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March 24, 2016

SEPTA Key's launch delayed (again) ahead of April meeting

SEPTA remains the only U.S. transit agency to operate using token payments

Transportation SEPTA Key
122315_SEPTAKey Contributed Art/YouTube

Kiosk for new SEPTA Key payment system

The long-awaited launch of SEPTA Key, the new fare payment system that will replace the agency's tokens, has again been pushed back after the agency projected a partial debut in April.

The system, which will operate using a contactless fare card for buses, trolleys and subways, has been in the works since 2008, when SEPTA first issued a request for proposals. A contract was signed in 2011 with Xerox subsidiary ACS Transport Solutions Group, and after several years of modifications to the technical plan, SEPTA had hoped to introduce the system as a replacement for monthly and weekly transit passes.

According to Plan Philly, SEPTA general manager Jeff Knueppel confirmed that the rollout will be pushed back pending the outcome of an April 15 meeting with ACS Transport Solutions Group.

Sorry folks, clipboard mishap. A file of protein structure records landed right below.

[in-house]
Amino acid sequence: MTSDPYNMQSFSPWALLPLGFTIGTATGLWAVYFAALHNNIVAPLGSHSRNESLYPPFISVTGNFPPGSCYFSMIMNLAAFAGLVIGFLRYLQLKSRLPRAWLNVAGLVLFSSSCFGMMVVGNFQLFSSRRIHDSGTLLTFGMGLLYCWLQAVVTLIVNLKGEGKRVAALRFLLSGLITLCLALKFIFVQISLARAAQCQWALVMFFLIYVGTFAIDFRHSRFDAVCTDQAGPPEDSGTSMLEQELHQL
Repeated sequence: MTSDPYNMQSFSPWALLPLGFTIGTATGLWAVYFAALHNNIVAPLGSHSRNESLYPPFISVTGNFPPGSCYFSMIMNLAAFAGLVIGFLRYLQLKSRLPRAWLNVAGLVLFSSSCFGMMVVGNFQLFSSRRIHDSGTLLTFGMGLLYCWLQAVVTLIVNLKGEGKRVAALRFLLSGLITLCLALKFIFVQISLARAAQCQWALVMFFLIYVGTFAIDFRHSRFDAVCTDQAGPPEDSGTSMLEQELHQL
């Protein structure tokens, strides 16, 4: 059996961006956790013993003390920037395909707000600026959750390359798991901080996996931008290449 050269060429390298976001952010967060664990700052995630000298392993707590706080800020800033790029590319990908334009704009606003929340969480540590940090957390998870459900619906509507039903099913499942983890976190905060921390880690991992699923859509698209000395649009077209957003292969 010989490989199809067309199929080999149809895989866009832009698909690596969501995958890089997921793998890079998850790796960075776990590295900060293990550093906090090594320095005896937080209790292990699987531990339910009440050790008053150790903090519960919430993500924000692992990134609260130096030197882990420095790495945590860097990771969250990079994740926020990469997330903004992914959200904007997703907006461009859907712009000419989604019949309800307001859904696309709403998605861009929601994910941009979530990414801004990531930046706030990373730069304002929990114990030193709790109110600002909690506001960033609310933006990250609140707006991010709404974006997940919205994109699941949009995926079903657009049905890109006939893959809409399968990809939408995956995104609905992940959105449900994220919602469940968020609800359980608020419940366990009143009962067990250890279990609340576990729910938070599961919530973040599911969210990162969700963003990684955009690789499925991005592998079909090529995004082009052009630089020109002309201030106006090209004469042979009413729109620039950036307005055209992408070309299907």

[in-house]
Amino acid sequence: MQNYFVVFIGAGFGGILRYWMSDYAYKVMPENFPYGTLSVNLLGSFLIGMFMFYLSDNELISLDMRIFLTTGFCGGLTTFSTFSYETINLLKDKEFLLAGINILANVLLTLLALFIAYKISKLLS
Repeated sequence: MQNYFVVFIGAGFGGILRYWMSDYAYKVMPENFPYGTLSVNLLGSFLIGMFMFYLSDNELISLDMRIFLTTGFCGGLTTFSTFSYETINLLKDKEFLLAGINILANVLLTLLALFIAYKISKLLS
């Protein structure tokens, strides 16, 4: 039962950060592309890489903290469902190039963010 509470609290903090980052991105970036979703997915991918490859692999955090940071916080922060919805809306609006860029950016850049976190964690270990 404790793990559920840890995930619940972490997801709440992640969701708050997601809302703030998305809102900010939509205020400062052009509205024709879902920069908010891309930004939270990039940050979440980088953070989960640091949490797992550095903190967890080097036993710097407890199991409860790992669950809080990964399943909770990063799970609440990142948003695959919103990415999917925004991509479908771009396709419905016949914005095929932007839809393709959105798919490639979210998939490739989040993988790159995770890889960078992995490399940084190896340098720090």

Repeated delays have largely been attributed to the massive scope of the project, a $140.6 million initiative encompassing 1,850 onboard fare processors, 350 vending machines, 650 turnstiles, 550 platform validators, 300 parking payment stations, 480 handheld sales devices, 1,200 offsite card purchase locations, and 2,000 card reload locations.

SEPTA has also been committed to correcting bugs and designing SEPTA Key to be adaptable to any modifications deemed necessary in the future.

SEPTA remains the only transit agency in the United States still operating on a token system. The video below provides a demonstration of how SEPTA Key will work when it's finally up and running.